The Runnels County Sheriff's Office lost one of their own on Friday after “Yoie” the county's K-9 deputy died of cancer Friday, Feb. 24.

The Runnels County Sheriff’s Office lost one of their own on Friday after “Yoie” the county’s K-9 deputy died of cancer Friday, Feb. 24.

“Deputy Yoie worked with his owner and handler Deputy Dawn Sumrall,” Sheriff Carl Squyres said. “Their teamwork resulted in many arrests and narcotics seizures while working for the Sheriff’s Office.”

Sumrall acquired Yoie, a Shepherd Malinois cross, in 2009 at only two months. Yoie became a working member of the RCSO at only seven months old in December of 2009, after being certified by trainer Melinda Julian at the U.S. Tactical Canine Academy in Merkel.

Deputy Sumrall called Yoie a true friend and her “Velcro dog,” because wherever she was, Yoie was always right there, ready to go to work.

Sumrall, who has trained K-9s for the past 14 years, and Yoie was her third K-9.

“I guess the third time is the charm and for me that meant Yoie,” Sumrall said. “I put the sun in the sky for him every day.”

Sumrall said she found a lump on Yoie’s stomach in December and the dog was treated for an infection. Then in January another lump was found, and after an operation, it was determined that Yoie had cancer.

Yoie had a keen sense of smell, and could famously sniff out drugs, even down to a few marijuana seeds.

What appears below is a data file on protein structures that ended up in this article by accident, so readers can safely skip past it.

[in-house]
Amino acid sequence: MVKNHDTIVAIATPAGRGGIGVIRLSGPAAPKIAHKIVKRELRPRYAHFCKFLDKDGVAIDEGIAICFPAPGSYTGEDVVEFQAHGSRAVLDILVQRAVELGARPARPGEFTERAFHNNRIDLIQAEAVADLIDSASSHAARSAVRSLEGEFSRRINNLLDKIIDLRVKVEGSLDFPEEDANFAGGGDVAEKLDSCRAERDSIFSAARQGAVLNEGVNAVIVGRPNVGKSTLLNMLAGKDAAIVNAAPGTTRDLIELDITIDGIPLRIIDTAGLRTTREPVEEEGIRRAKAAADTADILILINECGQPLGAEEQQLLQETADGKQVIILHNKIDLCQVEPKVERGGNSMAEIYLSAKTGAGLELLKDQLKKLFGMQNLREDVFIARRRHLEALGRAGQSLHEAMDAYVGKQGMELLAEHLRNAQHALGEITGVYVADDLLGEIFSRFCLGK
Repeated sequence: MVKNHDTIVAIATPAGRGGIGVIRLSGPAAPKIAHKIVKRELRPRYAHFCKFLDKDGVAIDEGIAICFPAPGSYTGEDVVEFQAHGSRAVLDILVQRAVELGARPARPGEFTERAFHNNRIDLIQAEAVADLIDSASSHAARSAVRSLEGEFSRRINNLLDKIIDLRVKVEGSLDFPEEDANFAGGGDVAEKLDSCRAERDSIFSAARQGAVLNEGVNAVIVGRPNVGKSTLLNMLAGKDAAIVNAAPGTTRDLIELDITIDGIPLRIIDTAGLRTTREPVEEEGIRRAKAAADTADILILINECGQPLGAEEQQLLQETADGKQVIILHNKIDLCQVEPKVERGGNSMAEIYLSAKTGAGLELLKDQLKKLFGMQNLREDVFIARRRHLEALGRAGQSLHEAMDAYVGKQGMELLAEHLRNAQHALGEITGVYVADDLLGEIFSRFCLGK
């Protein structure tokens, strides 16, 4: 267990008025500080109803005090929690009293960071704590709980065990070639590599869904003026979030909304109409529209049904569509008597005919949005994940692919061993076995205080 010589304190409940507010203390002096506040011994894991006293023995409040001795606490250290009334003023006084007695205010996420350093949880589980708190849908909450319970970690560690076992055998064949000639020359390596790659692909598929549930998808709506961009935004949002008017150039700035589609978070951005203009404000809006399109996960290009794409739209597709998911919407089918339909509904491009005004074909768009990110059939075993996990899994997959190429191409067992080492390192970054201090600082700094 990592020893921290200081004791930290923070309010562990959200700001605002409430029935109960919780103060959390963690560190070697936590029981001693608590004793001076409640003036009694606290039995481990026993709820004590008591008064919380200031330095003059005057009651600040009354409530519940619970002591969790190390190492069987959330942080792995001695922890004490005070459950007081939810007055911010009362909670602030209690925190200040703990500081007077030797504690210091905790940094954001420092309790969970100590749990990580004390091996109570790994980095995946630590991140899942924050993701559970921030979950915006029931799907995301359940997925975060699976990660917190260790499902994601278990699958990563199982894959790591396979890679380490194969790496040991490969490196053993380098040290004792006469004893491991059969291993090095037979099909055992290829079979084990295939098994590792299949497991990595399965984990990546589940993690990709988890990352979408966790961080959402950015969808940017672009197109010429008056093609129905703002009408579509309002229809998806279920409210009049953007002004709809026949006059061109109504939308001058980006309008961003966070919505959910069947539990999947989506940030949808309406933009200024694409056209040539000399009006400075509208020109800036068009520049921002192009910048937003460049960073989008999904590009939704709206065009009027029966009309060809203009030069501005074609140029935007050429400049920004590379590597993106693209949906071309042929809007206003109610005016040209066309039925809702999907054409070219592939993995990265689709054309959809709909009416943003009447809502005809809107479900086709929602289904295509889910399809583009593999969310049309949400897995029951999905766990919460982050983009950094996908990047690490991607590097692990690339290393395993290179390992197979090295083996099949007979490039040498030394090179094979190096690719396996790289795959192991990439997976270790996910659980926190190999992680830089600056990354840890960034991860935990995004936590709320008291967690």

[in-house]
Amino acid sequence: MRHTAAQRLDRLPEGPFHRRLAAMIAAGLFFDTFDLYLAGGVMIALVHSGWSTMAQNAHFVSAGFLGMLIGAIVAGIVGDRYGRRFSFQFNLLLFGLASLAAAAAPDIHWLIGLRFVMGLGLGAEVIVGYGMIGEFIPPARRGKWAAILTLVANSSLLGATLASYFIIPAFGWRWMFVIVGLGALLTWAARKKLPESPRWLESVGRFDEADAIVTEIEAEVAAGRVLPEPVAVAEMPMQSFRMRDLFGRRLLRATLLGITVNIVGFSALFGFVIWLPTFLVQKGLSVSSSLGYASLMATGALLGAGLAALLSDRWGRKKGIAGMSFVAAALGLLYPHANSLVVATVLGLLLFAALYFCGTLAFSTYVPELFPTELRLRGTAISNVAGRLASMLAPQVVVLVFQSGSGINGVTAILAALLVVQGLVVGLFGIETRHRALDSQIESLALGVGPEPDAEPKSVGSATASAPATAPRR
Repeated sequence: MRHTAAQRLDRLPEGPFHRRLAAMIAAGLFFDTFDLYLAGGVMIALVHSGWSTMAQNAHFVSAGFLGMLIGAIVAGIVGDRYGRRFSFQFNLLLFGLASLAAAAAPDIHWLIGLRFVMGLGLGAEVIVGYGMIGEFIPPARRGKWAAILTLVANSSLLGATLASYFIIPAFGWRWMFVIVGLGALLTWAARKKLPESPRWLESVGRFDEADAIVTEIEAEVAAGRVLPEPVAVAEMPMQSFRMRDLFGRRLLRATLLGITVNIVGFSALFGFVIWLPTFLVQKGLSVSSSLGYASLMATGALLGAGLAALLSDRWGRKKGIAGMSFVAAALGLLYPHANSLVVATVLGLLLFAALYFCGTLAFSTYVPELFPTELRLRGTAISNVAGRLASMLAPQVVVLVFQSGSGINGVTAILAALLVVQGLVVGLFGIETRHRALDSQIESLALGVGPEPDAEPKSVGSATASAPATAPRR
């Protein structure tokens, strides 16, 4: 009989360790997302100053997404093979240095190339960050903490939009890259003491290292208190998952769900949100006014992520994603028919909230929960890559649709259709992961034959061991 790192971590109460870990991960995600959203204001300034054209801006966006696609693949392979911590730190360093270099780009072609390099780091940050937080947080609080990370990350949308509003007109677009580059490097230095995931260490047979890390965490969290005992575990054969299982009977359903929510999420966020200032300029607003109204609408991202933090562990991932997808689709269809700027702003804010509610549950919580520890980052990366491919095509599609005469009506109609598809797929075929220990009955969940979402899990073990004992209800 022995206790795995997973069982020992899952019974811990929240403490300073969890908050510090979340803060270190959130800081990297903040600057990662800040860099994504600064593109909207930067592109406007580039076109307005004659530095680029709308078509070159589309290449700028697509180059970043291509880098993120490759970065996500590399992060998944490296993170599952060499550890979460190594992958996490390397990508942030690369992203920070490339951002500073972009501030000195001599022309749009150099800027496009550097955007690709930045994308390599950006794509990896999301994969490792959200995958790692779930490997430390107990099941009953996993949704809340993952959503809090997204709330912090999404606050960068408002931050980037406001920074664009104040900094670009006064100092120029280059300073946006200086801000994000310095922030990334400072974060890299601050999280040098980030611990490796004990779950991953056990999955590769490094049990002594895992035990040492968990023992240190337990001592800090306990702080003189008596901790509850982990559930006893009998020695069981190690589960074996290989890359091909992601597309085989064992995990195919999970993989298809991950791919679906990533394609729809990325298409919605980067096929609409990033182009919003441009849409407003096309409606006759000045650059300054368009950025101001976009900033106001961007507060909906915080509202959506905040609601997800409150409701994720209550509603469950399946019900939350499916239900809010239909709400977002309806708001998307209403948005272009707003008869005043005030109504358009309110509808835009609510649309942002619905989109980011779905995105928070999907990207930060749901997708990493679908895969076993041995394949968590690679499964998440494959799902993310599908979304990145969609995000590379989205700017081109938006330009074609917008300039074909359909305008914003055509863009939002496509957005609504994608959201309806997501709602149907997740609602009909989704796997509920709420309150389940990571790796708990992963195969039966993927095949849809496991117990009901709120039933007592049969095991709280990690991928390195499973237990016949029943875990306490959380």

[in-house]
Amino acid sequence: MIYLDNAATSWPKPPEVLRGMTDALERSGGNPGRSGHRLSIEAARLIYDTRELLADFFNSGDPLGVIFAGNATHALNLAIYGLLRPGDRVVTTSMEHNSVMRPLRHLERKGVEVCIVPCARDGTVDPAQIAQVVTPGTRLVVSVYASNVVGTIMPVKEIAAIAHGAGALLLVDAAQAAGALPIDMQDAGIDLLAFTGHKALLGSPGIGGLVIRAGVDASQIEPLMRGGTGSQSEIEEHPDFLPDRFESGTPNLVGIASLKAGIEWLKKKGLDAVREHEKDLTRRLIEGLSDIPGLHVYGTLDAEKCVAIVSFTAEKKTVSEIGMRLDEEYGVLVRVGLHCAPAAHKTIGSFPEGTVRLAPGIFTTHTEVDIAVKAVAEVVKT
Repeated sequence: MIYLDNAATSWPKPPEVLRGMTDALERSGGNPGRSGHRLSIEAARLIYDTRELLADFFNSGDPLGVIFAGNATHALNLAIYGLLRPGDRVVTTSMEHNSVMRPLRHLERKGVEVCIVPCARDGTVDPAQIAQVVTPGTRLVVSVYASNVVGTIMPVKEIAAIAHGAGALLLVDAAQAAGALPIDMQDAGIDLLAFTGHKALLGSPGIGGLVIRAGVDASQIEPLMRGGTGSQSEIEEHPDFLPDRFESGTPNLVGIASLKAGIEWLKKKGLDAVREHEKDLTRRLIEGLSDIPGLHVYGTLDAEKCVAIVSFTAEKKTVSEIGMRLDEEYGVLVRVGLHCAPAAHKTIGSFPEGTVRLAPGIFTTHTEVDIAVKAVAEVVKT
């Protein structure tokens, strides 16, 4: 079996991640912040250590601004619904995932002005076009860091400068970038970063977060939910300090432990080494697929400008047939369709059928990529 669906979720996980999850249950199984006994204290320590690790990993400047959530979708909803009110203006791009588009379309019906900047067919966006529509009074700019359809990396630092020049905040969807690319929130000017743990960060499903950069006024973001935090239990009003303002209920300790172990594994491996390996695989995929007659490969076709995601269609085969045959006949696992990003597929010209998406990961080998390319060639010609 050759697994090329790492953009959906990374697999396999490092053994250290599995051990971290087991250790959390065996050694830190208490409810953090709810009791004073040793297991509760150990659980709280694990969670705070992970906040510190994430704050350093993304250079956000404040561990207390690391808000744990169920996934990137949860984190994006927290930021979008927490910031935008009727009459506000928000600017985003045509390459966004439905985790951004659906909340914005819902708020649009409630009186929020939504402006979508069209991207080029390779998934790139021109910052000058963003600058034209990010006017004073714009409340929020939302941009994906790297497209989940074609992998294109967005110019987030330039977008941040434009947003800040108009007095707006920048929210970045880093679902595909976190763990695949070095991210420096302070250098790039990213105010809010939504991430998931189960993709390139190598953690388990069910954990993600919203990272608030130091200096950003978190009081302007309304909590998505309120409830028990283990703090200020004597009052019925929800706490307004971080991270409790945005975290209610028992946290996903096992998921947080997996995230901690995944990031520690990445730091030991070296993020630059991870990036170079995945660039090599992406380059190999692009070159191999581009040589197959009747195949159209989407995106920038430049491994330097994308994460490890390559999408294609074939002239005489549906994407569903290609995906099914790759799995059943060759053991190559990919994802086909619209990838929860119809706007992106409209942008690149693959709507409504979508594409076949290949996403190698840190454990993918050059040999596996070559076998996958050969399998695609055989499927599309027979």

“I called him my seed finder,” Sumrall said.

Yoie once detected and located 27 grams of methamphetamine and sniffed out many other drugs including cocaine and marijuana.

Sumrall said that she and Yoie worked so well together that she never had to tell him what to do.

“He would just be where I needed him, like he heard my mind,” Sumrall said. “Such and awesome partner.”

Squyres, said Yoie was a vital part of the team at the RCSO and they also assisted in narcotics investigations in Coke, Coleman and Concho counties.

“Deputy Yoie loved the work and continued to work even after his diagnosis and up until shortly before his passing,” Squyres said.

Sumrall said she all he wanted to do was work, so she let him do that until Saturday, Feb. 18, when he officially retired.

“I let him work until I could not watch him anymore,” Sumrall said.

Sumrall has been training “Tarbfies” a two year old Belgian Malinois who is in line to become the next K-9 deputy at the RCSO.

She is training him and plans to have him certified at Combat K9 in San Antonio.

But for the RCSO, Yoie will definitely be a hard act to follow.

“The Runnels County Sheriff’s Office would like to say ‘thank you Yoie’ for your dedication to the office and service to the citizens of Runnels County,” Squyres said. “You will be missed. Rest in peace.”